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Budding Scientist Projects: Raising a Monarch


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Our pet Monarch caterpillar

Two weeks ago, I set out in search of milkweed hoping to find an egg laid by a Monarch butterfly. With no previous egg-hunting experience, I was armed only with what I had read in the terrific book “My Monarch Journal” by Connie Muther and Anita Bibeau.  The book gives step-by-step instructions, accompanied by detailed, close-up photos, of how to raise a Monarch butterfly whether from a kit or from nature. It also includes space on nearly every page for children to write or sketch their own observations about the butterfly’s life cycle.

I came home from my expedition with what looked like a wart on a leaf. I was only 50 percent sure that what I had was in fact a Monarch egg, but we decided to watch and wait. Among a Monarch egg’s distinguishing features are tiny vertical ribs. At first I couldn’t see them, but then my daughter spotted them by holding the egg at just the right angle while looking through a magnifying glass.

Since then, we’ve gotten to see the egg hatch, a green, barely visible, wiggly speck emerge and grow with shocking speed into a fat, yellow, black and white-striped caterpillar.

The rearing process can be a little nerve-wracking. Monarch caterpillars, unlike Tussock Moth caterpillars, which we have also raised, eat only milkweed, and there’s no milkweed near our house.  I drive to a nearby patch each week and cut fresh stalks that I keep in a vase of water. We give our caterpillar a fresh leaf just about every day and clean out its ever-larger amounts of poop, known in the caterpillar world as frass. Once the caterpillar becomes a butterfly, we plan to tag and release it to help researchers track the annual Monarch migration from the U.S. and Canada to Mexico and back.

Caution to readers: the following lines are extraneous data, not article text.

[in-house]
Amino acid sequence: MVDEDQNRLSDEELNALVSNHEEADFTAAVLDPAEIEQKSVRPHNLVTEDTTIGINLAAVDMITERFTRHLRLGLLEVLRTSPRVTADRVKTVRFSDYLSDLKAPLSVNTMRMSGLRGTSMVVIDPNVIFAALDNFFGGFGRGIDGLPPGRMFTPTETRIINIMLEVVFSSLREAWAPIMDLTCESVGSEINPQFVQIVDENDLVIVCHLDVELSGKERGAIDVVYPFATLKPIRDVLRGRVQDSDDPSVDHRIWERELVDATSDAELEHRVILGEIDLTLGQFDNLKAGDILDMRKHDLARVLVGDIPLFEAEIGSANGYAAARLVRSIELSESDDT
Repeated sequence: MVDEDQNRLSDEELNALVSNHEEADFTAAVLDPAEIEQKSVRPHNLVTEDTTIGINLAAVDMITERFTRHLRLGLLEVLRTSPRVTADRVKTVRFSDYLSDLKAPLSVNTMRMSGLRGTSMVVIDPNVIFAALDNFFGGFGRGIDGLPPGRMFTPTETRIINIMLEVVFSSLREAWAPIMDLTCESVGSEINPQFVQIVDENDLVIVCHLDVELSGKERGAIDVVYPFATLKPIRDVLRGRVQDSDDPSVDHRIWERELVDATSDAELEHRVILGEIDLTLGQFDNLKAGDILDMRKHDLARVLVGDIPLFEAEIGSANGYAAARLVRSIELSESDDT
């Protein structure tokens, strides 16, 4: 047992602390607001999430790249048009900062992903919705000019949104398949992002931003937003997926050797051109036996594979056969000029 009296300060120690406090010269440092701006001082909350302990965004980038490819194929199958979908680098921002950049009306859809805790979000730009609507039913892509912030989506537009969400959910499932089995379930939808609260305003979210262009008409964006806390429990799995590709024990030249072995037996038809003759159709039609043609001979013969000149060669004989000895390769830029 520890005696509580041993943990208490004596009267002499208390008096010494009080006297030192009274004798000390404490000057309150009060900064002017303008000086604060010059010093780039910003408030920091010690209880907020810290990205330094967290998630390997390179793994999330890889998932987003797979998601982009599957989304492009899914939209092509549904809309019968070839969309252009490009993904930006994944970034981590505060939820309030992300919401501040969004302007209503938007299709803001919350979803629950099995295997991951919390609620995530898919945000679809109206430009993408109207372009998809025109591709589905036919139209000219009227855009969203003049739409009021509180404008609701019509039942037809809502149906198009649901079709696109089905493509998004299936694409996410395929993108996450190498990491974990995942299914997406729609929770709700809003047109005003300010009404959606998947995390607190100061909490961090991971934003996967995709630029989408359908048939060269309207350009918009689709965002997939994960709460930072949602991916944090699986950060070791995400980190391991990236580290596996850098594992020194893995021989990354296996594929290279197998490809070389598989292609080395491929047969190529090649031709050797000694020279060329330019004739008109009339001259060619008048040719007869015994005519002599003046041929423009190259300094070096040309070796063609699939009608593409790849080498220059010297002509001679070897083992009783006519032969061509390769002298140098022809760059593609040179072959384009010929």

For more details on Monarch rearing, visit the Monarch Watch Web site.

In October, look out for the IMAX documentary “Flight of the Butterflies,” which follows the Monarch migration in 3D and tells the story of zoologist and Monarch Watch founder Fred Urquhart.

 

 

About the Author: Anna Kuchment is a Contributing Editor at Scientific American and was previously a reporter, writer and editor with Newsweek magazine. She is also author of “The Forgotten Cure,” about bacteriophage viruses and their potential as weapons against antibiotic resistance. Follow on Twitter @akuchment.

The views expressed are those of the author and are not necessarily those of Scientific American.





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  1. 1. Neeroc 9:26 pm 08/17/2012

    I was hoping to do this with my 4 year old this year and have been cultivating a few of my own ‘noxious weeds’ but sadly haven’t found any eggs. I can’t wait to read of your progress.

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  2. 2. Anna Kuchment in reply to Anna Kuchment 10:02 pm 08/17/2012

    Thanks for your comment. It took me a while to find an egg, too, and I was hunting in a pretty large patch of milkweed. My daughter is 6, so you’ve got many egg-hunting years ahead of you. I’d encourage you to keep trying and then try again next year. And I can’t recommend My Monarch Journal highly enough. A couple of years from now, your child will actually be able to write in it, so the timing will be even better.

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